Thursday, December 30, 2010

Storm Skiing

Well, the snow gun was turned on for us. A cold air mass has settled its way down to us wringing out every last drop of moisture in the atmosphere. 40cm + has fallen, and with snow densities so low that feathers seem heavy, the constant trickle of snow from the sky has kept pace with the slow settlement rates.

Personally, these cold storm days are my favorite. Endless face shots, so cold you stay dry, and bottomless powder. What could be better? Here is a quick video to get you psyched, because we sure are! Remember when the snow hits my helmet cam, that the cam is 6 ft off the ground...

Wednesday, December 15, 2010

Finally, an UPDATE!

Well, climbing caught up with me and free time didn't, but let's just say the fall trip went really well for me. The hit-list including sending such classic trad lines like The Alien Roof on the Rostrum and a free attempt on Half Dome in Yosemite (12b) and the spectacular overhanging off fingers to roof of Desert Gold in Red Rocks (13a), and some sport lines up to 13a. There was also the IFMGA mountain guide meetings in Boulder, as well as a climbing trip to Moab before hand, where me and my old college best friend (also a mountain guide) Adam George got to school some europeans on Indian Creek splitters and climb scary desert towers hung over. A productive season for sure, but maybe my last in the desert SW for a few years, there is just soooo much else to climb in the world!

But now I have fully transitioned to winter and am writing this from my winter home at Valhalla Mountain Touring. Yesterday Jasmin and I battled our way 16km up the road on the snowmobiles, with the powder over the head on the sleds. Somehow the old little 340cc machine with huge new powder skis got me to the lodge and we made a shuttle trip up to bring in some basic supplies. A bit of digging and turning on the water (well almost!) was the goal of the day. The beauty of having a micro hydro electric system is that the power and heat has been on all fall so we got up the hill to some warm lodges heated with zero carbon footprint!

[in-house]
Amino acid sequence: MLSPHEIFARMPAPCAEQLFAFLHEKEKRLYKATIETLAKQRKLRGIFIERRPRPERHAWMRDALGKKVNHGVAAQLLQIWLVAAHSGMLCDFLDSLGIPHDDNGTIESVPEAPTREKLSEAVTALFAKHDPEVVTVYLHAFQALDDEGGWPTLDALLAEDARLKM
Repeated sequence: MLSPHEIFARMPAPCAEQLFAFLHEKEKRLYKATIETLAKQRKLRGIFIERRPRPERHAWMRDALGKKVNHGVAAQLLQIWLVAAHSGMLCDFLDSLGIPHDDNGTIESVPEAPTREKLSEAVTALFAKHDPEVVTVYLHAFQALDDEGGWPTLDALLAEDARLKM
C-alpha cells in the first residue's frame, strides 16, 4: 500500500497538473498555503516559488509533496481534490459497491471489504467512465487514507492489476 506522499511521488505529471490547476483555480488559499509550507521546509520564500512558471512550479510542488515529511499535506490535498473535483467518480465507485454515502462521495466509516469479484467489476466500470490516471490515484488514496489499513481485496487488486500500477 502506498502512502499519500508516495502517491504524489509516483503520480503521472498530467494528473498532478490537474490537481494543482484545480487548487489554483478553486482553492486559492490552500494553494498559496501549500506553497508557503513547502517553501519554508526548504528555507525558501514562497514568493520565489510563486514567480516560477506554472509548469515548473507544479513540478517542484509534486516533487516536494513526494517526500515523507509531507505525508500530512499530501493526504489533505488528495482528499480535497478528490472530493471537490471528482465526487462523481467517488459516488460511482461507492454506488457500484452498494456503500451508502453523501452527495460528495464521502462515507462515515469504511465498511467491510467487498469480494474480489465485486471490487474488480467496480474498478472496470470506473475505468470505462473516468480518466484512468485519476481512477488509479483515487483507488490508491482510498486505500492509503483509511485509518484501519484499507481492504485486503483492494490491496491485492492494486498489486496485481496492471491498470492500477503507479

Now back to the water system. Every year it seems there is some little hiccup at startup that keeps me from sleeping at night. This is either my 6th or 7th winter up here, and I have almost learned about every little system up here from snowcat mechanics to micro hydro systems to septic tanks; I always joke that my job description for running this place would be a page long! This year's minor hiccup was the water. Jasmin went under the sauna building to turn the water on for that building and went under it with out a head lamp. When she got down there she just turned the only switch should could feel. We went into the lodge and tried to turn on the water with no luck at all. No water. Oh no. No flush toilets, no shower, no running water? All the little perks that make our lodge one of the comfiest around? I went through the whole system to try and figure out what was going on. The water all comes from Ruby Creek where we have a tiny dam that feeds water into a water box and to the hydro electric system. I skied up to check it out. All full. Now I had no idea except either a pipe burst or was clogged, either one was NOT going to be fixed this winter! After two stressful hours I went back under the sauna just to see the valves, and realized (with a head lamp) that there was two switches there; one for the sauna building and one for the main water line to all the buildings. Jas had turned all the water off! With a quick flip of the switch all the stress was washed away and life was good again.

Today the snowcat started right up and I even had time to bust out a quick 2,500' of the first turns of the season at VMT. And it is oh so good right now! 125cms at the lodge, with 15cm over night at -7c. That spells cold COLD FLUFFY smoke. WOW. So good to be back at it, even if it means I am working 15 hour days right now for start is oh so worth it for being able to ski 6 days a week from now until the end of April.

Enjoy this quick vid from todays 'lunch break' tour!

Tuesday, October 26, 2010

Half Dome: Heavier, slower and almost free

If this doesn't sum up why I climb, I don't know what does! 5.9 jugs on pitch 17 of Half Dome at Sunset

I love climbing. I really do, and maybe that is why it frustrates me so (so so so) much sometimes. There is always another route, harder and longer, waiting to be done as soon as you clip the anchors on the last route you are still finishing. It is constantly motivating and driving me; and often times frustrating me. But in the end it is always inspiring and brings me to the most amazing places along side the most amazing people.